An original voice in postmodern literature, Native American author Gerald Vizenor is a brilliant novelist, poet, and essayist, as well as an influential critic. He has received the Josephine Miles PEN award for Interior Landscapes, 1990, the Illinois State University/Fiction Collective Prize, 1986, and the American Book Award in 1988 for Griever: An American Monkey King in China.
Vizenor believes that Native American imagination foreshadows many postmodern literary strategies regarding identity. He uses the concept of “survivance” to denote the trickster’s playful attitude that undercuts domination-victimization oppositions and produces new worldviews. The trickster uses stories and humor to tease out contradictions between good and evil in the world. The Heirs of Columbus announces, “I am not a victim of Columbus,” and uses trickster storytelling to revise the history of relations between whites and tribal peoples. Always on the move, the trickster destabilizes “pure” identities. Tribal identities pass through tribal stories.
Vizenor, who claims a mixed Native American and European American heritage, belongs to the first generation of his family born off the reservation. When he was a child, his father was murdered, and his mother left him with foster families. At eighteen, he enlisted in the Army and went to Japan. In Interior Landscapes, Vizenor describes his discovery of Japanese haiku as a liberating, eye-opening experience important to his development as a writer.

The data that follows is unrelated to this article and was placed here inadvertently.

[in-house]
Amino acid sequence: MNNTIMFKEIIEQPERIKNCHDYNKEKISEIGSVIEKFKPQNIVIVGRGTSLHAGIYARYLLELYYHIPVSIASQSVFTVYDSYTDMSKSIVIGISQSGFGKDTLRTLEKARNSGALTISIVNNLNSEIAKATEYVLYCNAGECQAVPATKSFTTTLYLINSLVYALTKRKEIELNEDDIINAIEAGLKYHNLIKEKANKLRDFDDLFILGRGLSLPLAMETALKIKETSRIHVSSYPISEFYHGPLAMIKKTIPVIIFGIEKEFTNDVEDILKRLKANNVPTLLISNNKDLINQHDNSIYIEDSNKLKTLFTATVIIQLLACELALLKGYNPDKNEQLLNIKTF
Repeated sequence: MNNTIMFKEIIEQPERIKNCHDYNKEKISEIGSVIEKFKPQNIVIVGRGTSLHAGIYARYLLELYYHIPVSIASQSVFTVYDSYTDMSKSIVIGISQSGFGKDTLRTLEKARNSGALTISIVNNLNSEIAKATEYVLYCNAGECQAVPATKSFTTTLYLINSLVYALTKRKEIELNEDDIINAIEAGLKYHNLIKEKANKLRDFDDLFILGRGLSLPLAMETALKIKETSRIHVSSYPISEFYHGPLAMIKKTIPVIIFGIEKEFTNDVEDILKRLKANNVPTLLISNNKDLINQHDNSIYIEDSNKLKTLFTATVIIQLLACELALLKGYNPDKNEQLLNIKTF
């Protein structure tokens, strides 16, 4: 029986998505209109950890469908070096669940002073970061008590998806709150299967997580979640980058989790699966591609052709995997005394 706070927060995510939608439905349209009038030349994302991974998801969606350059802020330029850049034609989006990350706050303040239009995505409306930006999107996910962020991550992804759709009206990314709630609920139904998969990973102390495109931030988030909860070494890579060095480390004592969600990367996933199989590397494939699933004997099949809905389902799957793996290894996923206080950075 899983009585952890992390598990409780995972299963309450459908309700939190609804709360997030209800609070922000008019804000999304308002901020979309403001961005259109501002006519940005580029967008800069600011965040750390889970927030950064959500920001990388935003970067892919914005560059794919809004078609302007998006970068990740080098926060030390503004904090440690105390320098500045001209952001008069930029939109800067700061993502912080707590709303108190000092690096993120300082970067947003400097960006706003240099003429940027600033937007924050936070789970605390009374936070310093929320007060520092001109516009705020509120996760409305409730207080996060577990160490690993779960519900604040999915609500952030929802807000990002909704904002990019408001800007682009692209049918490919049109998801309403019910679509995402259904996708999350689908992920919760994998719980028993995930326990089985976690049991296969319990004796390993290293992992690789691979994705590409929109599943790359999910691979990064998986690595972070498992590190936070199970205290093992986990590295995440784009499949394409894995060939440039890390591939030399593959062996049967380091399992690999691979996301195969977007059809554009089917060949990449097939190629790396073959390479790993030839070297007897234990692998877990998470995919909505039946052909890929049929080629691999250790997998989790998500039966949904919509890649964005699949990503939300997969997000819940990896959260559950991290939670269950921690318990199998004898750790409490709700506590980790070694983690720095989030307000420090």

Besides being a writer, Vizenor worked as a social worker, a mental hospital orderly, a camp counselor, and a reporter for the Minneapolis Tribune, where he was a staunch advocate for human rights. He established the American Indian Employment Center in Minneapolis and directed the first Native American studies program at Bemidji State University.